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B.O.M.S. showcases explosive talents

By Maxwell Price

Section: Arts

February 6, 2009

<i>PHOTO BY Sophie Silverstein/The Hoot</i>

PHOTO BY Sophie Silverstein/The Hoot

Four days ago I hated spoken word poetry. And then, on Tuesday, I innocently wandered into the Castle Commons.

Anyone who lives near that wing of our beloved fortress knows that on Tuesdays the night belongs to the Brandeis Open Mic Series. B.O.M.S. (as it is commonly known), a subgroup of VOCAL, is a club created by Jason Henry Simon-Bierenbaum ’11 and Douglas Nevins ’11 that seeks to provide budding artists, particularly poets, with a supportive environment in which to share their talents. One of its goals is helping to integrate arts and social activism on campus through poetry outreach projects and fundraiser performances. Last week the club conducted a poetry slam competition to select members of a Brandeis’ first slam team.

B.O.M.S. is not solely a Brandeisian institution, as both audience members and participants (though the line between the two is rather blurred) venture here weekly from areas like Cambridge and Lowell. Moreover, the club has featured numerous special guest artists such as slam poets Jared Paul and Erich Hagan, who have added to the club’s visibility. This week’s guest was Brian Ellis, a celebrated slam poet who claimed to reside in Jamaica Plain, although I wouldn’t have been a bit surprised if I learned he was visitor from a nearby galaxy.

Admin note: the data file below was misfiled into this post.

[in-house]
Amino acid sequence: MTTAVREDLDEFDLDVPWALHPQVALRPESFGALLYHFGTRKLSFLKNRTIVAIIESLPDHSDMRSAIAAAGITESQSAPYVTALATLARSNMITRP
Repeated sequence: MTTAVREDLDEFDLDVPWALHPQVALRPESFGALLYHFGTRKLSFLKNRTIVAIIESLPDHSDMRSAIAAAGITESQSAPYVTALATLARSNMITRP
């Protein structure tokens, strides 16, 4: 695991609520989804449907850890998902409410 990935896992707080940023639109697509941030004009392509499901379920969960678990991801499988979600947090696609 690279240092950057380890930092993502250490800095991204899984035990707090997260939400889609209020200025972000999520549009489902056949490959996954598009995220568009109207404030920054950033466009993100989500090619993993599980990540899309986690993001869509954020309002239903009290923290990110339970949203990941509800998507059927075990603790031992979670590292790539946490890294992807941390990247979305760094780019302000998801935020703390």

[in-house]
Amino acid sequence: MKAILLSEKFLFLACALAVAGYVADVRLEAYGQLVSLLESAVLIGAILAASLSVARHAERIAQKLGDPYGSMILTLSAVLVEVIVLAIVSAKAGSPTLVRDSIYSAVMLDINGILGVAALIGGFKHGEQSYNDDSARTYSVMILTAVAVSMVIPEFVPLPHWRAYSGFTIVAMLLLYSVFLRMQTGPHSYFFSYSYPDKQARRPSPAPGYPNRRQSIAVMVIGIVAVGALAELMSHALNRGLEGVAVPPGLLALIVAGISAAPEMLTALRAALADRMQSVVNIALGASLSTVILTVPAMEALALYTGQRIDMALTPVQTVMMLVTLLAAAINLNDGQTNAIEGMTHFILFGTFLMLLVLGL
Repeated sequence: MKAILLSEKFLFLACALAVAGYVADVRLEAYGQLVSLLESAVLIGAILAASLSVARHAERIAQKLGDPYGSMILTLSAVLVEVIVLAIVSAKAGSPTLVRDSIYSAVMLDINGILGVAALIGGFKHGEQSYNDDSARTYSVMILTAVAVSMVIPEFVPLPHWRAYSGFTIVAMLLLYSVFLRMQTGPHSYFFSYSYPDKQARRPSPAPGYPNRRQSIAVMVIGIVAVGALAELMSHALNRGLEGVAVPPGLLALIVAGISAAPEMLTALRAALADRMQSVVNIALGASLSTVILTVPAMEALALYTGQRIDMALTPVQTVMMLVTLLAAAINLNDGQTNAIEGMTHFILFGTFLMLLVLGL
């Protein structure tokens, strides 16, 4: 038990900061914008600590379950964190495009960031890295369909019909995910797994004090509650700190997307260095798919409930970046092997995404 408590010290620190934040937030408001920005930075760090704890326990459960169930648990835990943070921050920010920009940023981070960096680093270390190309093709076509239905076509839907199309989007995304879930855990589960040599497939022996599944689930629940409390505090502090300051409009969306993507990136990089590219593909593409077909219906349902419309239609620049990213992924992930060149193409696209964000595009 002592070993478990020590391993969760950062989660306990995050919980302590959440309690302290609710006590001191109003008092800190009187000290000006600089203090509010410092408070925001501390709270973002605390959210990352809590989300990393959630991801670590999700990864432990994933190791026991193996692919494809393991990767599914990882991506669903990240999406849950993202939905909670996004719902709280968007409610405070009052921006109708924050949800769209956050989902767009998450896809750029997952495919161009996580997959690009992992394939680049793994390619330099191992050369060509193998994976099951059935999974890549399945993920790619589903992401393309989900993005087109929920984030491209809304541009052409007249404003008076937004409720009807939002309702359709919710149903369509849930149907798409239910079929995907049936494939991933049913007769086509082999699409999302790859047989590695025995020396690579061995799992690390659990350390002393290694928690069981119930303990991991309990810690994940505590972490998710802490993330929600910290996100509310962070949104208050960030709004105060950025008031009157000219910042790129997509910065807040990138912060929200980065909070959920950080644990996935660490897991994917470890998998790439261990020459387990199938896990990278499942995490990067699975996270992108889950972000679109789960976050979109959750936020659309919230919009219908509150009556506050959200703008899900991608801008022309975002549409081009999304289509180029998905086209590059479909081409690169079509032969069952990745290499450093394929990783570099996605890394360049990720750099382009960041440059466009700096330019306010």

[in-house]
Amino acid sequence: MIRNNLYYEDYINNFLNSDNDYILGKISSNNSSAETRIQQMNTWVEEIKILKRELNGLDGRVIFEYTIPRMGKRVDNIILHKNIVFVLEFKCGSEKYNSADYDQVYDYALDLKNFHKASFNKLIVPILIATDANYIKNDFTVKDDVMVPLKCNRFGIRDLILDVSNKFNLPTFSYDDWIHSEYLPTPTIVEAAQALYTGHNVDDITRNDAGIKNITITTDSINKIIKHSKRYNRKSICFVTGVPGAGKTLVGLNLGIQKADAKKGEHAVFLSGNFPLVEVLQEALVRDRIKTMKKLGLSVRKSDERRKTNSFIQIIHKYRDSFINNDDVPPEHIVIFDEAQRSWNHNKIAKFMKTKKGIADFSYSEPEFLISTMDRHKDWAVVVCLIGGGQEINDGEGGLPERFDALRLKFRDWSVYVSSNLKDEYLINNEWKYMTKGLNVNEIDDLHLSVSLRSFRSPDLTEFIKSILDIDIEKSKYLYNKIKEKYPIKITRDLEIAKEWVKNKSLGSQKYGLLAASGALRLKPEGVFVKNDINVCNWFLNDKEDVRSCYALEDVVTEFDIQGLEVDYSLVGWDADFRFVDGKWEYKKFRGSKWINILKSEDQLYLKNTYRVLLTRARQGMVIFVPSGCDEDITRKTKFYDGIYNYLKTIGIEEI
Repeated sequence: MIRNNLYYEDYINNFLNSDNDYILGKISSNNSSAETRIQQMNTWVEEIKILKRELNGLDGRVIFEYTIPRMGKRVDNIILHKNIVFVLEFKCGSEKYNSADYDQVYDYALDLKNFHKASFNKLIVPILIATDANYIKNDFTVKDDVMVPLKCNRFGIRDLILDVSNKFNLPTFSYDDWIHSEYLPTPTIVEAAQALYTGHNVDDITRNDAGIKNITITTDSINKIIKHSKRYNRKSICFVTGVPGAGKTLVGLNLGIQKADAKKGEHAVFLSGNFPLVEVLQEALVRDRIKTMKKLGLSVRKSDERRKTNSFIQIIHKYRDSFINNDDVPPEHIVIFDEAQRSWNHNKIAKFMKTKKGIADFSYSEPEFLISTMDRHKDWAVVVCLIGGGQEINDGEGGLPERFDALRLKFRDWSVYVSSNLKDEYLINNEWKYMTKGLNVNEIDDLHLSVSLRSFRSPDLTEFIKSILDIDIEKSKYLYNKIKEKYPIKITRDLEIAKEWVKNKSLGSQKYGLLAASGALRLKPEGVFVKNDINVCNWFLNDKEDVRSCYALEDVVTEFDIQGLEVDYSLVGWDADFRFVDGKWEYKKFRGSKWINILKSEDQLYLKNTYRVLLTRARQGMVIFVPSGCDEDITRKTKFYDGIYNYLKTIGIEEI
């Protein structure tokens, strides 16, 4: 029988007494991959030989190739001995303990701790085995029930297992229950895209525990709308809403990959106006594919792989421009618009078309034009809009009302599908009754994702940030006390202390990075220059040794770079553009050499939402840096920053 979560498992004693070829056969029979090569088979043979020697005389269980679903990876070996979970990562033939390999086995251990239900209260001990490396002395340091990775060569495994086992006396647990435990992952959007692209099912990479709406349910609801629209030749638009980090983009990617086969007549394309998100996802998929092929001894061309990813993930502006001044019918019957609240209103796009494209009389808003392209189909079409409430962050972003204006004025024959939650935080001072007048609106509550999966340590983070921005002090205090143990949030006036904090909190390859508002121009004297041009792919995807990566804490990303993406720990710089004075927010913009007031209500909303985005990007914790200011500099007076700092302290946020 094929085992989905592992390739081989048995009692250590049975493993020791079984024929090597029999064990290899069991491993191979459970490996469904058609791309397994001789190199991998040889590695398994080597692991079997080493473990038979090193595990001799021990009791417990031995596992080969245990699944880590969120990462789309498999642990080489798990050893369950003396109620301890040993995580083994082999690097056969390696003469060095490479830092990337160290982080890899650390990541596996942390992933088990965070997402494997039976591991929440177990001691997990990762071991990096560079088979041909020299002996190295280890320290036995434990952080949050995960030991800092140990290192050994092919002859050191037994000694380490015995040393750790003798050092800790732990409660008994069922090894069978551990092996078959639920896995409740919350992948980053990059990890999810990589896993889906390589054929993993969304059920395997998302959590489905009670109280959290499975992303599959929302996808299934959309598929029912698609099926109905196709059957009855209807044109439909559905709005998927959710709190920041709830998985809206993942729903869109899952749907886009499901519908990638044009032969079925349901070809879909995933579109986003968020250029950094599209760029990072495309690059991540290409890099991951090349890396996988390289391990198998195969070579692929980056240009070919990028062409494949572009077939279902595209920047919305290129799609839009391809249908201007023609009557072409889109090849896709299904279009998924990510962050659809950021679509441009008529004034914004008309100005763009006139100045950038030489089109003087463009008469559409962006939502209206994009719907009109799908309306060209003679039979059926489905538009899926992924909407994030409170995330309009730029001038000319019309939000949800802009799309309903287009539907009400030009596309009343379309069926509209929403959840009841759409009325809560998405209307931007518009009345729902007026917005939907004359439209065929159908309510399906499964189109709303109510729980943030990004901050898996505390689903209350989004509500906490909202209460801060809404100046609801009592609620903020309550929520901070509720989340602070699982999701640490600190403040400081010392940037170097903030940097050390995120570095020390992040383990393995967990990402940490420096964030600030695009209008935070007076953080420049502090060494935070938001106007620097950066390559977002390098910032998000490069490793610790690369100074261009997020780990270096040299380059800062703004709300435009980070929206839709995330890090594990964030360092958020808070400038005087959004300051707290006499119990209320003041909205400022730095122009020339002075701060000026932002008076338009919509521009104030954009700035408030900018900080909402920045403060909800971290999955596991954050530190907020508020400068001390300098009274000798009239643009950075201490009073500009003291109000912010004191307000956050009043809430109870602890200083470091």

Ellis has been showered with accolades that are sure to elicit veneration from slam poetry devotees: he has been a member of the Cantab Lounge Slam Team, which won fourth place in the nation in 2008, was the 2007 Boston Poetry Slam Champion, and enjoyed a long reign as Cantab Champion of Champions.

Of course, if you’re a slam poetry skeptic like me, those awards probably mean nothing to you. Yet the gloriously exuberant, whimsical, spastic energy exuded from every bone in the man’s rail-thin body was enough to make me a believer. He started off with a poem entitled “Shopping Carts” which began in a soft-spoken conversational tone and suddenly burst into a manic expression of wonder at the mystical power of quotidian objects.

Each poem he performed featured the two distinct modes, namely, hushed introspection and expansive vitality, though to say these extreme poles of emotion gave his style a monochrome quality would be a grave misstatement. Rather, he infused each extreme of feeling with beautifully subtle shadings that endowed each display with a unique subtext of meaning.

For example, in “Eleven to Seven,” Ellis adopted the persona of a convenience store clerk describing the different categories of customers, from the high school kids to the truck drivers, who inhabited his world, punctuating each definition with just the right amount of sneering contempt or pathetic admiration. And as quickly as his words rose to a crescendo climax, they sunk into subito piano coda that resounded with the potent final lines, “My retinas scoured/by all the tiny unrecorded movements/of humans.”

Although Ellis’s performance was by far the highlight of the event, Tuesday night also featured a brief open mic period as well as a cover poetry slam competition. The former included half a dozen Brandeis students as well as a couple of local amateur poets reciting original work as well as that of other poets. The latter, which proceeded in elimination rounds, featured only interpretations of other poets, including authors as diverse as Billy Collins, Sylvia Plath, and Brandeis professor Franz Wright.

“In the slam we’ve had people who never did it before who just went in and tried some crazy things—good crazy…and decided, this is something I might like,” explained Simon-Bierenbaum. As a new convert to the world of slam poetry, I can only hope that “good crazy” continues to run rampant through and our campus and remains thoroughly undiagnosed.

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